WordPerfect was great, once you got past the steep learning curve. But those features came at a price; WordPerfect was was $300+ per copy, or $200 for a student edition.

So when I was at university and needed to upgrade my copy of WordPerfect, I looked for less expensive options. I had already started to explore shareware, where you got to try a version of the program (usually for a certain amount of time) and if you liked it, you needed to register it. Shareware was typically less expensive than most "off the shelf" software like WordPerfect.

And that's how I found great programs like As-Easy-As (shareware spreadsheet from TRIUS Inc). I also discovered a powerful word processor called Galaxy. At $95, Galaxy was much less expensive than WordPerfect. It was also much easier to use, with a more traditional menu.

Let's take a look at using Galaxy:

Even today, Galaxy stands up well as a distraction-free word processor. If you're looking for something to make your writing easier, try out Galaxy.

I don't know how to register Galaxy anymore; as far as I know, the company no longer exists. You can find copies of Galaxy on various DOS shareware archives.

Wednesday, April 15, 2020

DOS games - Dark Forces

I have been a huge Star Wars fan since I saw the original in the theaters in 1977. After Return of the Jedi in 1983, it seemed we wouldn't see more installments of the franchise.

As a big fan, you can imagine my excitement at the release of Dark Forces in 1995. More than just another first-person shooter like DOOM, Dark Forces had an actual story attached to it. And even better, you got to experience the Star Wars universe first-hand.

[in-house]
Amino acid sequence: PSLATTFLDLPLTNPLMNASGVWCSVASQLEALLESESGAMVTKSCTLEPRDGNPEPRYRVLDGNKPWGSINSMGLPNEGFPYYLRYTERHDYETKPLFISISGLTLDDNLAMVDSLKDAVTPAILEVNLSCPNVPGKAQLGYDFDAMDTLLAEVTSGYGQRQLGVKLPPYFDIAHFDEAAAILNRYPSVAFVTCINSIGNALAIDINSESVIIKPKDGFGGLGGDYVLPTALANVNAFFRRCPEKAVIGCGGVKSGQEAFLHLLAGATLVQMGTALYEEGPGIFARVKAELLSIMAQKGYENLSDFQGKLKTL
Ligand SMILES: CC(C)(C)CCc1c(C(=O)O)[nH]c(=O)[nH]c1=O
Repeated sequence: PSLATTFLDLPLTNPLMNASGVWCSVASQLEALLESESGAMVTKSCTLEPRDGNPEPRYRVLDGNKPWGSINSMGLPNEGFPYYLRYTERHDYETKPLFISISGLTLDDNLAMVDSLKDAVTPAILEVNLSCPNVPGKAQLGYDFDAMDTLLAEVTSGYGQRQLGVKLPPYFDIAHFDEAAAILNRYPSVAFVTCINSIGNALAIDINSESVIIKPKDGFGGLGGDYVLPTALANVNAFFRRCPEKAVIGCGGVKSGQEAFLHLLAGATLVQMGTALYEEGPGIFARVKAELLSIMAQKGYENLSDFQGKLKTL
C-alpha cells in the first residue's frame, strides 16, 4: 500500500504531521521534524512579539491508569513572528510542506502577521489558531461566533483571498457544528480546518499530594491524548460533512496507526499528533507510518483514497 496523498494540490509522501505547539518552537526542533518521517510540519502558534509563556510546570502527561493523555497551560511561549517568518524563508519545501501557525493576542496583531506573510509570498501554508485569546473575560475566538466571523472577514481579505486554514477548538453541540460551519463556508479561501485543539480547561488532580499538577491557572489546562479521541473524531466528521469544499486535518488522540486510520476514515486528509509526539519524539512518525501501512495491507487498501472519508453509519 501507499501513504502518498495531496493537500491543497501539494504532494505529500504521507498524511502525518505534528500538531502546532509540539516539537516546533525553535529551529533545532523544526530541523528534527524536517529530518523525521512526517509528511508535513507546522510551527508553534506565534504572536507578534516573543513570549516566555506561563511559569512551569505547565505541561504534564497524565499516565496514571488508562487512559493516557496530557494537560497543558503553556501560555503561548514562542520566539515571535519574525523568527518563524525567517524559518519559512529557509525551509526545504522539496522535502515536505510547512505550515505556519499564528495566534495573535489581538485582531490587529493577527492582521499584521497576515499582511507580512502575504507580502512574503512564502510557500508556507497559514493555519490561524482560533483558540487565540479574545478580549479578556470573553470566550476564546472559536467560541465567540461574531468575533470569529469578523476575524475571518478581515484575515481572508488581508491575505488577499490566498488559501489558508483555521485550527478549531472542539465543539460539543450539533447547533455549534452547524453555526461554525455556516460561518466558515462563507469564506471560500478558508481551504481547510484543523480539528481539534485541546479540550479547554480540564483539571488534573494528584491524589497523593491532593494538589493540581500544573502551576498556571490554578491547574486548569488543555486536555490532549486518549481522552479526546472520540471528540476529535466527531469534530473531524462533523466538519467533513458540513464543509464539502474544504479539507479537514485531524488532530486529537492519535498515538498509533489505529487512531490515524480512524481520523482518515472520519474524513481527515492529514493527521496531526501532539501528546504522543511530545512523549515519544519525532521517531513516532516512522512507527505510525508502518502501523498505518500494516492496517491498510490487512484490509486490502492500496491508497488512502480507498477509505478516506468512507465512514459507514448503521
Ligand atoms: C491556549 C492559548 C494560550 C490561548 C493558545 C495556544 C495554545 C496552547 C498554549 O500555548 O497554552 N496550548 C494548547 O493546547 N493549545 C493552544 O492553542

Let's play the demo, which is the first level from the game:

The music, the effects - it's all awesome to me! I loved picking up the E11 blaster one more time, and taking down stormtroopers.

The general story of Dark Forces is you are Kyle Katarn, a former stormtrooper who left the Empire to go independent. You team up with the Rebels and fight your way into a base to capture the Death Star plans. (A note about the Death Star plans - there's a common saying that if everyone who stole the Death Star plans from the Star Wars Expanded Universe got together for a party, you'd need a huge banquet hall to hold everyone. There are a lot of stories about who stole the Death Star plans. This is one of them.)

Throughout the rest of the game, you are following up on other missions issued to you by Mon Mothma and the Rebels. The overall story is the Empire has a new weapon project called Dark Trooper, a new kind of unstoppable stormtrooper. You jump from planet to planet to learn more about them, and along the way blast through innumerable stormtroopers, guards, bounty hunters, and even Dark Troopers.

It's a great game!

Monday, April 13, 2020

DOS games - Blood episode 1

DOS was known for a lot of great games. The most popular DOS game was probably DOOM, and due to its popularity, many other game companies spawned other first-person shooter games.

Blood was one of those other first-person shooter games. Blood was developed by Monolith and distributed by GT Interactive. And when it came out in 1997, I spent a fair amount of time in it.

As you might guess from the name, Blood was a very violent game. I think there was a general trend of each first-person shooter trying to "out-do" each other in terms of gore. There's a lot of that in Blood. If you are sensitive to that content, you may want to avoid this video:

I apologize for the audio quality on this one. I didn't have my levels set correctly. So it's a little hard to hear me in some parts.

Thursday, April 9, 2020

Using FreeDOS - BAT files

FreeDOS is primarily a command line interface. You type all your commands on the command line, and FreeDOS executes them. Most of the time, you probably use the command line to change to a different working directory (CD) and then run an application or game.

But sometimes it is helpful to stack up several frequently-used commands, to avoid typing them all the time. This is called a "batch" of commands—and not surprisingly, you put these into a "batch file." Batch files always have a BAT extension.